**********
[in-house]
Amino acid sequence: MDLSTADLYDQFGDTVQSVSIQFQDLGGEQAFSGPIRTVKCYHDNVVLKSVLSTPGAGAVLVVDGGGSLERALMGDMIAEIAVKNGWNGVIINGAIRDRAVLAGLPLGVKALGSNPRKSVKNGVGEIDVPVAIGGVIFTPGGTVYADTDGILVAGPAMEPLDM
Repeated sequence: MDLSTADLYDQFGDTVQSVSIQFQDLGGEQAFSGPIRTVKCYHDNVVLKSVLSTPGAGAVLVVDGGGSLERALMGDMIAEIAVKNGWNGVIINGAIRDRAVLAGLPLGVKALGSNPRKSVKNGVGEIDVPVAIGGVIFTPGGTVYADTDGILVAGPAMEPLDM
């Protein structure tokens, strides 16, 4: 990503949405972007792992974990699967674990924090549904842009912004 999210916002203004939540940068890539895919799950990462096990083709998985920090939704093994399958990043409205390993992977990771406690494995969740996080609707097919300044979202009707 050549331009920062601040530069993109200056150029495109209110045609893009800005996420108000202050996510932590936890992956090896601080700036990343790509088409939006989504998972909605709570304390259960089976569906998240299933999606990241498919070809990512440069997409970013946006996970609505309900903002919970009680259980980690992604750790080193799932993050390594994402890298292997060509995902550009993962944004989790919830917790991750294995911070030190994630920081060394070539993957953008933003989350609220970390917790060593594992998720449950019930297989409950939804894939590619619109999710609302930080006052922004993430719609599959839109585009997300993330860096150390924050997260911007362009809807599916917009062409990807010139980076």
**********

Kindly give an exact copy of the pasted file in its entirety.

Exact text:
[in-house]
Amino acid sequence: MDLSTADLYDQFGDTVQSVSIQFQDLGGEQAFSGPIRTVKCYHDNVVLKSVLSTPGAGAVLVVDGGGSLERALMGDMIAEIAVKNGWNGVIINGAIRDRAVLAGLPLGVKALGSNPRKSVKNGVGEIDVPVAIGGVIFTPGGTVYADTDGILVAGPAMEPLDM
Repeated sequence: MDLSTADLYDQFGDTVQSVSIQFQDLGGEQAFSGPIRTVKCYHDNVVLKSVLSTPGAGAVLVVDGGGSLERALMGDMIAEIAVKNGWNGVIINGAIRDRAVLAGLPLGVKALGSNPRKSVKNGVGEIDVPVAIGGVIFTPGGTVYADTDGILVAGPAMEPLDM
């Protein structure tokens, strides 16, 4: 990503949405972007792992974990699967674990924090549904842009912004 999210916002203004939540940068890539895919799950990462096990083709998985920090939704093994399958990043409205390993992977990771406690494995969740996080609707097919300044979202009707 050549331009920062601040530069993109200056150029495109209110045609893009800005996420108000202050996510932590936890992956090896601080700036990343790509088409939006989504998972909605709570304390259960089976569906998240299933999606990241498919070809990512440069997409970013946006996970609505309900903002919970009680259980980690992604750790080193799932993050390594994402890298292997060509995902550009993962944004989790919830917790991750294995911070030190994630920081060394070539993957953008933003989350609220970390917790060593594992998720449950019930297989409950939804894939590619619109999710609302930080006052922004993430719609599959839109585009997300993330860096150390924050997260911007362009809807599916917009062409990807010139980076």